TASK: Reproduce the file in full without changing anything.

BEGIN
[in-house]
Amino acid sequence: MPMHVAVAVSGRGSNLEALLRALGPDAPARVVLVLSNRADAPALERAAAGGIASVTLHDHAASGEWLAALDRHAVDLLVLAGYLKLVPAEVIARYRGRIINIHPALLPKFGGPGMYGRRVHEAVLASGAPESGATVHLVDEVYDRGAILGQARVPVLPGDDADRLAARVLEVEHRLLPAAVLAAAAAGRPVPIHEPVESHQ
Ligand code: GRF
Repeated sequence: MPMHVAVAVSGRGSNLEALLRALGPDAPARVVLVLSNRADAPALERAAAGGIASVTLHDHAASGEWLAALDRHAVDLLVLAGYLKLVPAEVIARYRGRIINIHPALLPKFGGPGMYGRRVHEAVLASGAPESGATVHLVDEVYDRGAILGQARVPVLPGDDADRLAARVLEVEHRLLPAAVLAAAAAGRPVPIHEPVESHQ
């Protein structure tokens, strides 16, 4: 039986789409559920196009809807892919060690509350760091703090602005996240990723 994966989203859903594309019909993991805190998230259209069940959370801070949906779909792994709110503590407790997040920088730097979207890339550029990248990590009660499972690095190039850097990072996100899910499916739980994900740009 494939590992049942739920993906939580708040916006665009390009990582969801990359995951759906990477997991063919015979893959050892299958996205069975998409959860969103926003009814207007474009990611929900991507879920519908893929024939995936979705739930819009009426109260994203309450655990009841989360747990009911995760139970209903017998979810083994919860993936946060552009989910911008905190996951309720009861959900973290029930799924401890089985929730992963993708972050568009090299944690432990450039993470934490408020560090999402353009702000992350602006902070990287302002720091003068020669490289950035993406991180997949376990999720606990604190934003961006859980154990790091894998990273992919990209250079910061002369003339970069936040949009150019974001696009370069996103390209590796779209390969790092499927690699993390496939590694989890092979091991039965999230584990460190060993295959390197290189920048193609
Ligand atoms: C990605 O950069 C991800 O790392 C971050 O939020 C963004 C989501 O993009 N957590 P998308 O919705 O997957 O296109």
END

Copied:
[in-house]
Amino acid sequence: MPMHVAVAVSGRGSNLEALLRALGPDAPARVVLVLSNRADAPALERAAAGGIASVTLHDHAASGEWLAALDRHAVDLLVLAGYLKLVPAEVIARYRGRIINIHPALLPKFGGPGMYGRRVHEAVLASGAPESGATVHLVDEVYDRGAILGQARVPVLPGDDADRLAARVLEVEHRLLPAAVLAAAAAGRPVPIHEPVESHQ
Ligand code: GRF
Repeated sequence: MPMHVAVAVSGRGSNLEALLRALGPDAPARVVLVLSNRADAPALERAAAGGIASVTLHDHAASGEWLAALDRHAVDLLVLAGYLKLVPAEVIARYRGRIINIHPALLPKFGGPGMYGRRVHEAVLASGAPESGATVHLVDEVYDRGAILGQARVPVLPGDDADRLAARVLEVEHRLLPAAVLAAAAAGRPVPIHEPVESHQ
């Protein structure tokens, strides 16, 4: 039986789409559920196009809807892919060690509350760091703090602005996240990723 994966989203859903594309019909993991805190998230259209069940959370801070949906779909792994709110503590407790997040920088730097979207890339550029990248990590009660499972690095190039850097990072996100899910499916739980994900740009 494939590992049942739920993906939580708040916006665009390009990582969801990359995951759906990477997991063919015979893959050892299958996205069975998409959860969103926003009814207007474009990611929900991507879920519908893929024939995936979705739930819009009426109260994203309450655990009841989360747990009911995760139970209903017998979810083994919860993936946060552009989910911008905190996951309720009861959900973290029930799924401890089985929730992963993708972050568009090299944690432990450039993470934490408020560090999402353009702000992350602006902070990287302002720091003068020669490289950035993406991180997949376990999720606990604190934003961006859980154990790091894998990273992919990209250079910061002369003339970069936040949009150019974001696009370069996103390209590796779209390969790092499927690699993390496939590694989890092979091991039965999230584990460190060993295959390197290189920048193609
Ligand atoms: C990605 O950069 C991800 O790392 C971050 O939020 C963004 C989501 O993009 N957590 P998308 O919705 O997957 O296109």